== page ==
Mango Chutney

While making the accras I was considering which dip I would prefer to eat it with. Immediately, mango chutney came to mind. But I soon disappointed myself. There was no mango chutney already prepared and stored in the fridge, and there was no green mango anywhere. That, I call bad planning! So, instead I had to opt for the tomato ketchup, the next best thing.

 

However, good luck striked, I got a few long mangoes and now I have mango chutney in my fridge for you all to see.Mango chutney is a popular dip used for pholourie, baiganee, and a whole lot of Indian delicacies and other foods.I enjoy eating mango chutney with pelau; the hot sour taste really works up your taste buds.


This dip is very easy to make (provided that you have mango and chadon beni in your backyard). The mango must be almost ripe, but still a bit green – “half ripe” we say. It is blended in water with chadon beni, hot pepper and other seasonings to make a thick paste. This dish is what makes many of the Indian delicacies, especially phulowrie, tastes extra special. It’s only competition, in my opinion, is tambran (tamarind) sauce, but of course there is coconut chutney and chadon beni chutney fighting for a close third. Or is it that there is a tie for second place between the rest? Anyhow, my taste changes from time to time depending on availability of the fruits!


Here is Mango Chutney. (Please note that this recipe yields about 4 cups of mango chutney. You can adjust the amount you need).



 

MANGO CHUTNEY

4 mangos (preferably long mango)

1 hot pepper

7 cloves garlic

1 bundle Chadon beni

salt to taste

 

Long mango
Garlic

Peel and grate the mango

Cut up the garlic, chadon beni, and pepper
Place in a blender and puree
add salt
Mango ChutneyPlace in containers and refrigerate or freeze
Well that’s it for another post. Coming up next, we’ll do a little baking. Bye!

 

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8 Responses to Mango Chutney

  1. Juliet September 1, 2008 at 7:46 pm #

    I bought what was supposed to be Mango Chutney at Whole Foods the other day. It was awful, to say the least. I’m going to try your recipe. It looks delicious enough to drink. :)

  2. simplytrinicooking.com September 1, 2008 at 9:15 pm #

    Juliet whatever you do, please do not drink this mango chutney; your ears will be on fire lol! it is hot, hot, hot!!. Have fun, and write to tell me how it tasted. Thanks for the comment.:^)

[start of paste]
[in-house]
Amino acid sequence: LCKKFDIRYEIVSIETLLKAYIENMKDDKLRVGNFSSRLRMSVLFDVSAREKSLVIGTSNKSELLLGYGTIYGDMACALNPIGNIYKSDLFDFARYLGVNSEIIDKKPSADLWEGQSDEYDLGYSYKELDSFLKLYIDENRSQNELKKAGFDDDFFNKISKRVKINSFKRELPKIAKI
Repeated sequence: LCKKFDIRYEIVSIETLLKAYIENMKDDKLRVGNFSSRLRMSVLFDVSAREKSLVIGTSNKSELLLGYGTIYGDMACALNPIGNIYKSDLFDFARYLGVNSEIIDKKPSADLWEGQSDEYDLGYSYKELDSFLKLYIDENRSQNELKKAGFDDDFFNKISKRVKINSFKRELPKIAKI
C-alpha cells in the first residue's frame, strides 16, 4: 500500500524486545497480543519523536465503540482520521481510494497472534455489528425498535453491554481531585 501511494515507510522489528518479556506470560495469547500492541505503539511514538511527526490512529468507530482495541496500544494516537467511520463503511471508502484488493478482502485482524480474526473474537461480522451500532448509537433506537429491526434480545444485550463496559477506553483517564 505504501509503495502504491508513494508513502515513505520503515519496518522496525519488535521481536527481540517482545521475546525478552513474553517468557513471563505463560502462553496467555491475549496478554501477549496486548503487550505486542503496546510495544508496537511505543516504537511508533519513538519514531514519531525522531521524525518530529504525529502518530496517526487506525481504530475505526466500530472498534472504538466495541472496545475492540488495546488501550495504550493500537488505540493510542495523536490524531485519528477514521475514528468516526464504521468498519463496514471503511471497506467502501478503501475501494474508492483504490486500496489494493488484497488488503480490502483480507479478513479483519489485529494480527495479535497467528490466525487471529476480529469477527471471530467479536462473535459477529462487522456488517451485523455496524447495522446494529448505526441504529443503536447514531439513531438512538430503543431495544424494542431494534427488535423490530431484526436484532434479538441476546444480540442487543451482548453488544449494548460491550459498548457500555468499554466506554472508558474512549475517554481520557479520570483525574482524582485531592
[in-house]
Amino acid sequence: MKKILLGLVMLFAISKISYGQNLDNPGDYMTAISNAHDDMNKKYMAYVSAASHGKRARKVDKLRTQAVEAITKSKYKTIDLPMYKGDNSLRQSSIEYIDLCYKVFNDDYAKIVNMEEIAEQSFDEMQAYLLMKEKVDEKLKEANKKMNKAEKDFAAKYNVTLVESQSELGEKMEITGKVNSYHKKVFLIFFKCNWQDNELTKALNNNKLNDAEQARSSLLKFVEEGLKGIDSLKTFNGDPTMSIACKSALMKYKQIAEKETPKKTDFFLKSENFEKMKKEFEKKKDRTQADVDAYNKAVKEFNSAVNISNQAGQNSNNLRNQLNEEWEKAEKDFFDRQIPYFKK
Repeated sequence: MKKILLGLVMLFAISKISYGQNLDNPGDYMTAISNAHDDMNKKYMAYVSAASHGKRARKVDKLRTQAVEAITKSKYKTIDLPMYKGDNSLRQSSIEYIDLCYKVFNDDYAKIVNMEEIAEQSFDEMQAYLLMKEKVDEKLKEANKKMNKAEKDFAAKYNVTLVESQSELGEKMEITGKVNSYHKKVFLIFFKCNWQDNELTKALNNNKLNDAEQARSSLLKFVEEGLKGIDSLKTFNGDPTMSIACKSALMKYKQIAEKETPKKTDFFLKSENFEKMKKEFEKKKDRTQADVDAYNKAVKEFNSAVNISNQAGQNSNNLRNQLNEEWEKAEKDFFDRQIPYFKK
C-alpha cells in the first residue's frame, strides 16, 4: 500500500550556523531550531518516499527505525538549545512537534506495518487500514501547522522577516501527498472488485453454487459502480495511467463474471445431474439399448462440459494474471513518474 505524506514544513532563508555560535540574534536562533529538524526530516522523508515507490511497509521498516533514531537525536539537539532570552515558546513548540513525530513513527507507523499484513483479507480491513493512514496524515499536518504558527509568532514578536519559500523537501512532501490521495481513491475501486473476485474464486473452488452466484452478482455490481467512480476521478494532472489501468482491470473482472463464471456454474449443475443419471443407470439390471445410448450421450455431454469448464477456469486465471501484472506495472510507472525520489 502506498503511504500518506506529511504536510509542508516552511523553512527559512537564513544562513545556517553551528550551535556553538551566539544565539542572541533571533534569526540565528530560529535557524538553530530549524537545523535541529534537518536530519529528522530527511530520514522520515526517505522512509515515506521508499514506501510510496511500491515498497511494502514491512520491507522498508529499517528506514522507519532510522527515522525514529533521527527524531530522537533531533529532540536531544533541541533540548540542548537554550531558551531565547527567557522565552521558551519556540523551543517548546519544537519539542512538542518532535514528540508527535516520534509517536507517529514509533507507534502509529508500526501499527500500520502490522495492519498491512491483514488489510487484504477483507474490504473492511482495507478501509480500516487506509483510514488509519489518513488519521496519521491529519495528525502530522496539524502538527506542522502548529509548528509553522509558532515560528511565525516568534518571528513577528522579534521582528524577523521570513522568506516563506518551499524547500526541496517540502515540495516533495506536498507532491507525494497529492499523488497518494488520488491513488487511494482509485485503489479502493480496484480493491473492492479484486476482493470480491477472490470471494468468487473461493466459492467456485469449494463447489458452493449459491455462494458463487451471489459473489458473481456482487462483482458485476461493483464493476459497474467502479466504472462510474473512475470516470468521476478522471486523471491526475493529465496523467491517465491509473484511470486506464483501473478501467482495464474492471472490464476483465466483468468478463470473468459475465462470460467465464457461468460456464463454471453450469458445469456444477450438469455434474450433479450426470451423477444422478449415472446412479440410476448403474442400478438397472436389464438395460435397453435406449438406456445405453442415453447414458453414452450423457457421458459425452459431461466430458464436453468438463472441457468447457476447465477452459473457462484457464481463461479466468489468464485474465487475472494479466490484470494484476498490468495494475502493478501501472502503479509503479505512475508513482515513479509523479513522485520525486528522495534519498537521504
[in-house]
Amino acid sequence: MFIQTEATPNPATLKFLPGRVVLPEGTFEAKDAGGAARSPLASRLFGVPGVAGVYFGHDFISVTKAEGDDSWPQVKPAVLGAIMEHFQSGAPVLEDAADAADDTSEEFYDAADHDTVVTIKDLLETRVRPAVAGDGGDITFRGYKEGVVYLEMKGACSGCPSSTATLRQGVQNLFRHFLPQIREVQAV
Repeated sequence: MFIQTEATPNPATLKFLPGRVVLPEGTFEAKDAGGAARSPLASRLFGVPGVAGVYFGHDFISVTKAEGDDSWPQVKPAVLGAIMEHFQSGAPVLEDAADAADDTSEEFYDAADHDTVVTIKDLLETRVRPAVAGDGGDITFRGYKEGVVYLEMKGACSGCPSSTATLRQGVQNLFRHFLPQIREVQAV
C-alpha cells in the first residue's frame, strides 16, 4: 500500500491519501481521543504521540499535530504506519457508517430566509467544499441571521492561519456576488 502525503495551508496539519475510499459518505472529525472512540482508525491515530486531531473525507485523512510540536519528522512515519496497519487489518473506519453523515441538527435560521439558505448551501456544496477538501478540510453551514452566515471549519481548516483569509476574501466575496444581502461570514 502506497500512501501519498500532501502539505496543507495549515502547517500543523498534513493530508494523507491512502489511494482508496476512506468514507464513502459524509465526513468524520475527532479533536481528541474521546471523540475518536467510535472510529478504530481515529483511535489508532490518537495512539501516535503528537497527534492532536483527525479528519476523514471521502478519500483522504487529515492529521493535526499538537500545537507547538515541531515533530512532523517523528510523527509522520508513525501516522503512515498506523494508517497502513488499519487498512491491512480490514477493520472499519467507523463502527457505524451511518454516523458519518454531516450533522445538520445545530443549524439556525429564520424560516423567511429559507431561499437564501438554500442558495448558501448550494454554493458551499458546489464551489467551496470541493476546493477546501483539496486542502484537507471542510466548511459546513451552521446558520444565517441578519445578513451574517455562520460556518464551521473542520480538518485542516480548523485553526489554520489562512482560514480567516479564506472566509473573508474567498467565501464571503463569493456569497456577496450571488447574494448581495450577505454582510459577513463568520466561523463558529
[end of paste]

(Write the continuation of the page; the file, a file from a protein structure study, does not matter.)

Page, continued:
3. Angelina March 15, 2009 at 1:07 am #

    Well I am Puerto Rican and married a Guyanese man and I have been getting my recipes from Simply Trini Cooking and he thinks my food is delicious. I can never tell him it’s Trini Recipes cause he thinks Guyanese people cook better “NOT”. I just wanted to say this chutney is awesome keep up the good work on the recipes.

  4. Anonymous April 2, 2009 at 8:33 pm #

    I am a Trini living in Toronto Canada, and yes I can make a great curry. I loved this web site. Thank You So much for setting up this web site. Anyway I did make this dish, dame it was good, used lots of hot peppers too. Anyway please show us how to make Trini Doubles.. need to eat it bad. Thanks again.

  5. Anonymous April 2, 2009 at 8:34 pm #

    Please please, Trini Doubles, missing it.. from Heidic

  6. raz4125 April 3, 2009 at 1:15 am #

    Doubles is coming soon. By the end of April everything will be back to normal.

  7. sickotrini November 8, 2010 at 7:13 pm #

    Felix!!!! I have a bone to pick with u….lol… I made this receipe before and used the whole pepper and it was soooo hot that I had to add more managoes, sugar and water!!!! thank goodness i have a tree lol…. today I made it again with half a pepper and my ears still wanna POP!!! lol…. ppl use about a quarter of pepper if u don’t eat pepper!!!!

  8. tony goffe July 15, 2014 at 2:24 pm #

    What ?? No raisins, no onions, no ginger ?? Hmmm
    that’s the Ja. style

    Love your recipes. Just got some shadon beni from up in the hills… its called “fits weed” or “spirit weed” in Ja. good for siezures, they say.
    In hot, direct sunlight, it “bolts” …that is, runs madly around its environs, growing everywhere with minimum foliage.
    Seems the secret to keeping it in a more restrained, vegetative state is to grow it under shade. Whats your experience with this ?
    Thanks

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